October 04, 2016

UK Crowdsourcing system for a single soldier to control 20 drones at once with fully working system by October 2018

UK ministry of Defense has a crowdsourcing competition to find a system that would allow a single solider to control up to 20 drones at once, allowing a group of drones to track targets, map out unfamiliar areas for soldiers, run surveillance missions, or provide communications links between soldiers and their central command.

The system should work for drones of different sizes, be relatively affordable to execute (less than £100,000, or $130,000), and new and radically improveed ways for drones to work together.

Ultimately, we want more than 10 UAS to operate in a co-ordinated and closely coupled way to achieve military effect across the electro-magnetic (EM) spectrum (in other words ranging from visible frequencies through to low frequency radio waves), in a contested environment, and all managed by a single operator.

We’re interested in the application of swarming UAS to missions in complex urban and littoral environments. For example:
  • tracking individuals
  • tracking vehicles
  • area mapping
  • area surveillance
  • communications relay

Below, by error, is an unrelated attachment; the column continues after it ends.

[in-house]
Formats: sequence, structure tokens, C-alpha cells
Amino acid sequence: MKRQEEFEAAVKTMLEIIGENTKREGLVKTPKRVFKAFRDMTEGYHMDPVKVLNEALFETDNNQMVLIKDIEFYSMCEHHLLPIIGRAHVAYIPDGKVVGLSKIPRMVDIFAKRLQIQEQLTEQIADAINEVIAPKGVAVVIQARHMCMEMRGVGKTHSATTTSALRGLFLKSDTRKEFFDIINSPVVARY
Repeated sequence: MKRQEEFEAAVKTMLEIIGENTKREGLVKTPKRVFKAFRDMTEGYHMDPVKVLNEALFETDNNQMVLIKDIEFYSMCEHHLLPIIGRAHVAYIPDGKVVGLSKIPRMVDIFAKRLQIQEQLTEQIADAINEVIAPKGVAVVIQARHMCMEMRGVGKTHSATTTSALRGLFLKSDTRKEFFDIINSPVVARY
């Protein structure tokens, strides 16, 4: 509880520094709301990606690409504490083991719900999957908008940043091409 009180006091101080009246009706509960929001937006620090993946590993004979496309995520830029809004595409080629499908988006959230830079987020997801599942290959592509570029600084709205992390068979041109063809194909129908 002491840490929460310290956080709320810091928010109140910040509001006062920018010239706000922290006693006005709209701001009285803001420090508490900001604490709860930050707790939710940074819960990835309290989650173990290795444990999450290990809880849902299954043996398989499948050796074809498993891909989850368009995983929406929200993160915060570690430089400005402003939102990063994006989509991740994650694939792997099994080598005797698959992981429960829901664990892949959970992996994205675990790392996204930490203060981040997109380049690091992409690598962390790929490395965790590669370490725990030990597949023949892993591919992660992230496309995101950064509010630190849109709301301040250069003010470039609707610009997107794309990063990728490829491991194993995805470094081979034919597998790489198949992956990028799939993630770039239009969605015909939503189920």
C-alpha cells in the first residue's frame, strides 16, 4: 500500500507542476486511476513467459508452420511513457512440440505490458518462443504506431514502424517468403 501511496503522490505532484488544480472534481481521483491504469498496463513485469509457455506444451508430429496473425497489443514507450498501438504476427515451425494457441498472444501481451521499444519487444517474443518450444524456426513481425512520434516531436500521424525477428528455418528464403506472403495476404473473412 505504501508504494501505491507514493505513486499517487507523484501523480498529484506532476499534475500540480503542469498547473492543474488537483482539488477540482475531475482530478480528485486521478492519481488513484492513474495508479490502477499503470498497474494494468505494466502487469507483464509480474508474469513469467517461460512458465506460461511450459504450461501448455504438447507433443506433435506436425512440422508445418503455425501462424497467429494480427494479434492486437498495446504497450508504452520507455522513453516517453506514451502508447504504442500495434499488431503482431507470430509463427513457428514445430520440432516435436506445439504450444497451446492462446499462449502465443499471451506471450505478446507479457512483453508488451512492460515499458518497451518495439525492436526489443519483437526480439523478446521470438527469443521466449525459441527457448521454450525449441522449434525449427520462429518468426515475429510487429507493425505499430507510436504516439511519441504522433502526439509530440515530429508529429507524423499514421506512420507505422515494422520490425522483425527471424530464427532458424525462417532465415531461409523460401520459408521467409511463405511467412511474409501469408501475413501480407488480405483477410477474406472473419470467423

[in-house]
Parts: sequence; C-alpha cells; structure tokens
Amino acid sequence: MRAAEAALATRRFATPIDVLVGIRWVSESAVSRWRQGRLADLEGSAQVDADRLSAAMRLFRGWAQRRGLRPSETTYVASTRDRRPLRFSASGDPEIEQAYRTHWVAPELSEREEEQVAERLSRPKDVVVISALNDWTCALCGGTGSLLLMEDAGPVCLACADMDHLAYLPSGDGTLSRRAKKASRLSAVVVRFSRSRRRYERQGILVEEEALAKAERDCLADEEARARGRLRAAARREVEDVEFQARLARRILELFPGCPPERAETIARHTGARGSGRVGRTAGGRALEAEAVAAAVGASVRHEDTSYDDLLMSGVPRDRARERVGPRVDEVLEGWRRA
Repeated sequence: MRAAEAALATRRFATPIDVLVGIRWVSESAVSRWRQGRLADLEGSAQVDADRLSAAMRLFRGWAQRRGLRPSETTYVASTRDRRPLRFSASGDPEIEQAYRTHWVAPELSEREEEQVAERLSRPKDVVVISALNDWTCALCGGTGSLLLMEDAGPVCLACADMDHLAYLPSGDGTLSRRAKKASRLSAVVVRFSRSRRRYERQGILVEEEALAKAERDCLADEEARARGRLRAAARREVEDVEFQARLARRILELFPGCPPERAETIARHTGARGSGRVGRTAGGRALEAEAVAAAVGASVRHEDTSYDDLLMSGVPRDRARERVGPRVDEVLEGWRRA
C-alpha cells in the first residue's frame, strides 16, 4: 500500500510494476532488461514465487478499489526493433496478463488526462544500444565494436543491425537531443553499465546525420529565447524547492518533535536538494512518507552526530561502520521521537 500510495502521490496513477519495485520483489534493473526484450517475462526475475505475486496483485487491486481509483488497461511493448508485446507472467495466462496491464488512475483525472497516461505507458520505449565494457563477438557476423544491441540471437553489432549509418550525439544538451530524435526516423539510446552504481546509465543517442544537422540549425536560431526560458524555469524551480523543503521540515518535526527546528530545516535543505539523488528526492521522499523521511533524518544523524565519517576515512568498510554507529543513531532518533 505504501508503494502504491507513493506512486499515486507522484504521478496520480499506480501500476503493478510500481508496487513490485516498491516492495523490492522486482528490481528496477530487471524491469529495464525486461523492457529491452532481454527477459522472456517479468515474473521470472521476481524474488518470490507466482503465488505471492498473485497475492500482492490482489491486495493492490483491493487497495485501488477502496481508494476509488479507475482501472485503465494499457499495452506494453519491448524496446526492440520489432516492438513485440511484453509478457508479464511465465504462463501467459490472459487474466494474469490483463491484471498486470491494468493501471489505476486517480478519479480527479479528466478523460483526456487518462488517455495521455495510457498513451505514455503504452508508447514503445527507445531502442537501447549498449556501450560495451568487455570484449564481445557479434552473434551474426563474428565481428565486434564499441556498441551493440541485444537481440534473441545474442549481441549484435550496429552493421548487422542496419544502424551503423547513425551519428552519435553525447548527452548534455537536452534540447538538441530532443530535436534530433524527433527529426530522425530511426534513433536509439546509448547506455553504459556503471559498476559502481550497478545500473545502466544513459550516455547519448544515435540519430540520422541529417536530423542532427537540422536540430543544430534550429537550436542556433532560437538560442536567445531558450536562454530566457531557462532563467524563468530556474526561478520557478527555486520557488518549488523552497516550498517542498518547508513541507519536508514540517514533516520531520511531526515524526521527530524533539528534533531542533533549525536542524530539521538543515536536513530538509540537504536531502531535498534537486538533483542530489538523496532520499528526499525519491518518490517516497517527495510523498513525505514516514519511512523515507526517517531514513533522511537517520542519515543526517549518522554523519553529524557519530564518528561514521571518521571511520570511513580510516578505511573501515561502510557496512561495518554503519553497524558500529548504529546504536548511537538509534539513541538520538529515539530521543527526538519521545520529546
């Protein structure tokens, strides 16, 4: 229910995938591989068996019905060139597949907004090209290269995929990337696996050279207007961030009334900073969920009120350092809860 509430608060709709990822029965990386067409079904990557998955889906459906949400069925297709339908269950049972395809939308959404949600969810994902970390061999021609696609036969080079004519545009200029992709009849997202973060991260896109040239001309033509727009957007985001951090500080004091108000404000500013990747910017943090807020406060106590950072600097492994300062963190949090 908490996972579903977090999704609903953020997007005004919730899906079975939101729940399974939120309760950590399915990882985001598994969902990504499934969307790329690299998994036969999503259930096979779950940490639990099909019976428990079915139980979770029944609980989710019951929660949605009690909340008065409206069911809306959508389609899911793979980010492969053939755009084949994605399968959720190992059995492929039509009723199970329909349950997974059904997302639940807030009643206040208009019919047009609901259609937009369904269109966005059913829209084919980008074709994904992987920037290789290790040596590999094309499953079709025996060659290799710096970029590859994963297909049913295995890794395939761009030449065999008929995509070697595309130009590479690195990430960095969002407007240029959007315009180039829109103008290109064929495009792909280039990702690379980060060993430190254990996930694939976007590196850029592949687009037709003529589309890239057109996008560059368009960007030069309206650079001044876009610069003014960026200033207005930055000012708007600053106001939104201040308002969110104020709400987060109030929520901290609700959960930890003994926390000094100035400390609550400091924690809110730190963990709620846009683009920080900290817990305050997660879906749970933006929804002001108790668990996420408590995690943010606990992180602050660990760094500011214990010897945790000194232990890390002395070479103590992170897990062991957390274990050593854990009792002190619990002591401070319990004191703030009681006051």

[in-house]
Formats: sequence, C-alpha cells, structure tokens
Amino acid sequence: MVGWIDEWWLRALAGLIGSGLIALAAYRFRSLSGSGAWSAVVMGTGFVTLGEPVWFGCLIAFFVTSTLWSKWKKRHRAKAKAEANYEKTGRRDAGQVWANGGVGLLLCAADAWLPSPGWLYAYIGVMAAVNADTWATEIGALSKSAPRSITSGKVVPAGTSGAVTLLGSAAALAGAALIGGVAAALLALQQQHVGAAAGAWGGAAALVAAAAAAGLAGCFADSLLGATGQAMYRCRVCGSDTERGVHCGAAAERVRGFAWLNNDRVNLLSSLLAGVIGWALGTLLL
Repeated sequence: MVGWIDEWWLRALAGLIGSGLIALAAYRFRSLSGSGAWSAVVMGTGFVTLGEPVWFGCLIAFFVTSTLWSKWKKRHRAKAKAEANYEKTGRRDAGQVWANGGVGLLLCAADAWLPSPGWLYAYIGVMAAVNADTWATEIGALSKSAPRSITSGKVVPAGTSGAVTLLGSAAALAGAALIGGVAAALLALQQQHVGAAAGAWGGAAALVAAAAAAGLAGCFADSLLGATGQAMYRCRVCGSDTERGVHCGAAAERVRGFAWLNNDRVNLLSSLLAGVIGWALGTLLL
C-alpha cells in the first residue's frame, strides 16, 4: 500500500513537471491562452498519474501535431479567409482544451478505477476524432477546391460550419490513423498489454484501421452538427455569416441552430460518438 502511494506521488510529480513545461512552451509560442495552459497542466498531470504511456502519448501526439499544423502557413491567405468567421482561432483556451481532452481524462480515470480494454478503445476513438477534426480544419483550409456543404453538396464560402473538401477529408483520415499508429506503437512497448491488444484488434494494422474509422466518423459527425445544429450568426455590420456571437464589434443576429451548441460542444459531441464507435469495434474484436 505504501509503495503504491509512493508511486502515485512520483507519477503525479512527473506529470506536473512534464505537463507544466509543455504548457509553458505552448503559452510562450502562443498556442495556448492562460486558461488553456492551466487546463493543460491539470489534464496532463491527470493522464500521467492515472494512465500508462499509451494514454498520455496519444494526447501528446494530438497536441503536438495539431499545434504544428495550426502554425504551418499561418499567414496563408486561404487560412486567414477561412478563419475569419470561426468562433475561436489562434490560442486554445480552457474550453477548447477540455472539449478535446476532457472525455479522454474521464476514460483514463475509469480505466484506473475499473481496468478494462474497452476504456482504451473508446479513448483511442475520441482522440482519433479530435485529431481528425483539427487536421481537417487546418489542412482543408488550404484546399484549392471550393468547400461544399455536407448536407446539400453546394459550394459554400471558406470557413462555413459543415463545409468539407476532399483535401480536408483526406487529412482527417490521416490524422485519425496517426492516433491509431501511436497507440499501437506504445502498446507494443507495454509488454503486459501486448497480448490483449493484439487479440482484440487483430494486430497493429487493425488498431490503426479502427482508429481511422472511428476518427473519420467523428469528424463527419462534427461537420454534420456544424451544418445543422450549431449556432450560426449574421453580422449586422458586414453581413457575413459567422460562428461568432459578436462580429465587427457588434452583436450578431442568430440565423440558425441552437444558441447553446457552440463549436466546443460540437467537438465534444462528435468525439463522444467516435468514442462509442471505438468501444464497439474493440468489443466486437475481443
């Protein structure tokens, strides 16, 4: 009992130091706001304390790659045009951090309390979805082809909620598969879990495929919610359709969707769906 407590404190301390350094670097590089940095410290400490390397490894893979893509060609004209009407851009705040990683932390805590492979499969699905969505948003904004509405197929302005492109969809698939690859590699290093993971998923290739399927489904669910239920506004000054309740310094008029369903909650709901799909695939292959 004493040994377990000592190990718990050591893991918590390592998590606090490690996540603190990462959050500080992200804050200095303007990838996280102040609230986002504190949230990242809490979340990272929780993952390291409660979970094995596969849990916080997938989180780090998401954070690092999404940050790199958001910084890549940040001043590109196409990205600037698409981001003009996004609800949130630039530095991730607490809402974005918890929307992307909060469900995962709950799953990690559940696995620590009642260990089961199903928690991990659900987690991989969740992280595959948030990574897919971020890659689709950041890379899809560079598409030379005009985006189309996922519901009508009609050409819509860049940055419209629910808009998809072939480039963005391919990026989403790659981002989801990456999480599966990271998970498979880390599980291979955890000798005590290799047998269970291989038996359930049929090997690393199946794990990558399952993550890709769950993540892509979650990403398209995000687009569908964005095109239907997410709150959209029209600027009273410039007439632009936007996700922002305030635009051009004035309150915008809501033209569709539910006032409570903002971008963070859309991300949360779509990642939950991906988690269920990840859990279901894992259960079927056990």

They are looking for proposals to develop sensing concepts and associated outline concepts of how these systems may be employed by the military across the EM spectrum including:

  • communications relay
  • electronic surveillance
  • jamming/electronic attack
  • novel low size and weight and power sensing solutions suitable for swarming concept

These could include for example:

  • low-cost sensing techniques
  • novel multi-platform sensing techniques
  • sense and avoid
  • more accurate navigation due to swarming
  • multi-platform co-ordination
  • multi-source, multi-modal data fusion
  • low-cost novel power sources
  • low-cost secure data storage

The ministry is looking for submissions by Nov. 3, with an ultimate delivery goal of October 2018.

The US military and Navy are working on similar drone swarm projects.








SOURCES- UK Ministry of Defense, Youtube

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